John Dudley: Life Story

Chapter 16 : Lord President

By the end of 1549, Warwick was the most influential man on the Council and the pace of religious reform stepped up. Southampton hurried to mount a counter-offensive. Together with Sir William Paulet and the Earl of Arundel, another Catholic, he visited Somerset in the Tower to conduct his examination on treason charges. Somerset insisted that he had done nothing without Warwick’s advice. Southampton, seeing his moment to be rid of his rivals, confided to Arundel, that ‘I thought ever we should find them traitors both [Somerset and Warwick] and both are worthy to die…’  The day Somerset was condemned, he continued, Warwick would be sent to the Tower.

Unfortunately for Southampton, his words were reported to Warwick by Paulet. The next day, a Council meeting was held at Ely Place, because Warwick claimed to be too ill to leave his bed. When Southampton mooted that Somerset be condemned for treason, Warwick leapt from beneath the covers and brandishing his sword, accused Southampton of seeking the death of Somerset and himself. Southampton was placed under house arrest, dying in June 1550, and the Earl of Arundel dismissed from office.

Warwick’s supporters on the Council were rewarded with new titles – Russell became Earl of Bedford and Sir William Paulet, Lord St John.

One person was not happy with Warwick’s rise. The Lady Mary boded nothing but ill from the coup, blaming it on motives of ‘envy and ambition’. Despite Warwick’s association with the Catholics Wriothesley and Arundel, she was certain that religious reform would continue and that she would be pressed to accept the 1549 Prayer Book, something she was determined not to do.

With no recent precedent for a man who was not a member of the royal family to act as Regent, Warwick needed to make use of established offices to consolidate his power. He was Lord President of the Council, and Lord Great Master of the King’s Household, effectively controlling Edward’s servants and all those who came into contact with him as well as having the authority to dismiss and appoint Councillors.

Somerset was released from the Tower and restored to a place on the Council – perhaps to lend his authority as the King’s uncle to the new state of affairs, or perhaps Warwick was genuinely willing to build bridges with his old friend – provided he remained in charge himself. In particular, the King’s security and education were carefully monitored. No opinions contrary to those espoused by Warwick were introduced to the King.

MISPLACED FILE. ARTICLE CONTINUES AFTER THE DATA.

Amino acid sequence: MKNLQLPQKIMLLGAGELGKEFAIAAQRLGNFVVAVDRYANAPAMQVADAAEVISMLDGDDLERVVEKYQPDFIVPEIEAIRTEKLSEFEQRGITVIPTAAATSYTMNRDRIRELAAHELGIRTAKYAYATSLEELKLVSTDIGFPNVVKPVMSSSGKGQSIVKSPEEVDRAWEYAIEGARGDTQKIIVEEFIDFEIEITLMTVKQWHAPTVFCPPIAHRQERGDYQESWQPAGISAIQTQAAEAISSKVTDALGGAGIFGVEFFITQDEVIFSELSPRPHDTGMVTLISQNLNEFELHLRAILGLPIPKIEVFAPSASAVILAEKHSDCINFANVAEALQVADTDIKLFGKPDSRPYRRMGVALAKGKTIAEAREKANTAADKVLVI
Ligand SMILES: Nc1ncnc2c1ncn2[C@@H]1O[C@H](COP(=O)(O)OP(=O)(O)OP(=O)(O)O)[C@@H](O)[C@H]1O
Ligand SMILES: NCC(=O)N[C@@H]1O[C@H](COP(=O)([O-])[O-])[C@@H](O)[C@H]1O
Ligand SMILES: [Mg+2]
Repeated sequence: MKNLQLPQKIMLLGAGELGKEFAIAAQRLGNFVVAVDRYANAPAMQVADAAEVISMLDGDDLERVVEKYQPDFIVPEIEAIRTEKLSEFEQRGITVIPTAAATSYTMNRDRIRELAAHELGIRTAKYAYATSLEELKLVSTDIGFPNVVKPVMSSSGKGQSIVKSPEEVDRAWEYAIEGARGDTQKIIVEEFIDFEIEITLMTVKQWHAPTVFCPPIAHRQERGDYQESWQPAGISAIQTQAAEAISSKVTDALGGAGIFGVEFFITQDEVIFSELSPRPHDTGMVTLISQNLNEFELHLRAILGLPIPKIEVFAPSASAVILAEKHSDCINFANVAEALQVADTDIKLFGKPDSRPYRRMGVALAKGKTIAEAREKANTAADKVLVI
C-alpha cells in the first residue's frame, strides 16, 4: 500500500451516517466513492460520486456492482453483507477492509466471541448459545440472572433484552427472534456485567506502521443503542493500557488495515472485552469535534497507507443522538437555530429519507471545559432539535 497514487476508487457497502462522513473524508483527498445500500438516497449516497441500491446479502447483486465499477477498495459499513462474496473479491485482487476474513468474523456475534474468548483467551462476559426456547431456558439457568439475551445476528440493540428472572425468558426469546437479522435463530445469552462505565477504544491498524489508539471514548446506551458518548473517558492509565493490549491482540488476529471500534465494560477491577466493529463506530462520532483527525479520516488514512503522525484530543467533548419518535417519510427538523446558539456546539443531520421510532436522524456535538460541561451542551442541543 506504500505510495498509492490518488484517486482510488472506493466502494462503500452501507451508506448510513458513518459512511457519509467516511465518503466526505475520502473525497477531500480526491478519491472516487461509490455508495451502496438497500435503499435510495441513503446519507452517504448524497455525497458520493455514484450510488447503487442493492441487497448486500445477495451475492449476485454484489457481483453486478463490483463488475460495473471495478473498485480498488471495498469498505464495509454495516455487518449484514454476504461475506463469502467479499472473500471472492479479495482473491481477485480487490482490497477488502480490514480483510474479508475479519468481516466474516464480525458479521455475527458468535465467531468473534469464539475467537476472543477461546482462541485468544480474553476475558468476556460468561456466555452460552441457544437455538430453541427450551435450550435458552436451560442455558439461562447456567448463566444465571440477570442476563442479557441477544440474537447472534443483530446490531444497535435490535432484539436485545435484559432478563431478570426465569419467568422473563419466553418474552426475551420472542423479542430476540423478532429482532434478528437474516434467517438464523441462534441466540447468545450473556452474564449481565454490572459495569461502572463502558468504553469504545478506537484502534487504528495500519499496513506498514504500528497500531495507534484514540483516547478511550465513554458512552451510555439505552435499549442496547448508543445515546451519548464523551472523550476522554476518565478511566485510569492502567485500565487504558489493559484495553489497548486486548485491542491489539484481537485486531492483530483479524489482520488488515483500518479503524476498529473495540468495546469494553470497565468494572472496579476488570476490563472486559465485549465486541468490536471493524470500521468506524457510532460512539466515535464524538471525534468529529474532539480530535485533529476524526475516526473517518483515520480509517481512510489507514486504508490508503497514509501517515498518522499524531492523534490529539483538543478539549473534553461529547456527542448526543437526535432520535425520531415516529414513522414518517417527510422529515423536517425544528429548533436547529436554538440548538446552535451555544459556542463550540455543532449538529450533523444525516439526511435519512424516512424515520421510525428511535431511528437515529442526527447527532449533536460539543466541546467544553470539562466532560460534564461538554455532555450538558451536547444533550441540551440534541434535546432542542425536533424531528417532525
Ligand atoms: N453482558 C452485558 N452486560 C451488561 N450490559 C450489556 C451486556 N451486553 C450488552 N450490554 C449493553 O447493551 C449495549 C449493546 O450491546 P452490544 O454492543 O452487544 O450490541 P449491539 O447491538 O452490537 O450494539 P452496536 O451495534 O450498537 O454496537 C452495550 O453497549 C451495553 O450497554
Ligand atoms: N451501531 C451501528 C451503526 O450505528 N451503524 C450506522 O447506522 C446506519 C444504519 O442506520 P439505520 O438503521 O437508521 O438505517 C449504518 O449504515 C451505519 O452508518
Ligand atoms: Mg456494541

As well as the rigorous Protestant education that he was receiving, Edward was encouraged by Warwick to practise the more martial arts of kingship – riding, hunting and training in the use of weapons as well as the more relaxed pastimes popular at the Tudor court, such as bear- and bull-baiting.

Peace with France and Scotland was agreed in April 1550. Part of the discussions surrounded the possibility of Edward marrying Elisabeth de Valois, the daughter of Henri II. Mary, Queen of Scots now being irrevocably promised to the Dauphin.  

Despite the peace, the country was in a troubled state – although the religious divisions on the Council had been more or less healed with the purging of the conservatives, the situation in the country was far more volatile. The economic situation had not improved either. With inflation rampant and poverty everywhere, it was feared during the summer of 1550 that a repeat of the previous year’s rebellions might ensue.  The return of soldiers from Boulogne, now restored to France, did not help public order.

Whilst Warwick and Somerset were now on sufficiently good terms for them to arrange a marriage between Somerset’s daughter, Anne, and Warwick’s eldest son, Warwick scented trouble when Somerset tried to effect a rehabilitation of the conservative Bishop Gardiner, who had been sent to the Tower, ostensibly for objecting to the 1549 Prayer Book – largely on the grounds that the Council did not have authority to change religion during the King’s minority.

Somerset persuaded Gardiner to accept the Prayer Book, but Warwick wanted an abject confession of guilt which the Bishop would not give – angering the King as well. Warwick warned Somerset, by means of an intermediary, that any attempt to reassert himself as Protector would be unwelcome – and that the King was not so fond of his uncle that he would protect him. Gardiner remained in the Tower.

The King was now a dedicated Protestant. Although he was only just past his twelfth birthday, his education and the constant presence around him of committed Protestants rendered him a strong supporter of more radical moves towards religious reform and the learning and skill to argue the case.

In 1550, various acts swept away the majority of the traditional rites and rituals and strongly evangelical bishops, such as Hooper and Ridley appointed to bishoprics. Some of the nobility were growing restive at the changes and Warwick quarrelled with the Earls of Shrewsbury and Derby who wanted Henry VIII’s religious settlement strictly observed until Edward came of age. This was also the view of the Lady Mary, who feared that she, too, would be forced to conform to the Prayer Book. She contemplated escaping to Imperial territory, but, at the last moment, decided to remain.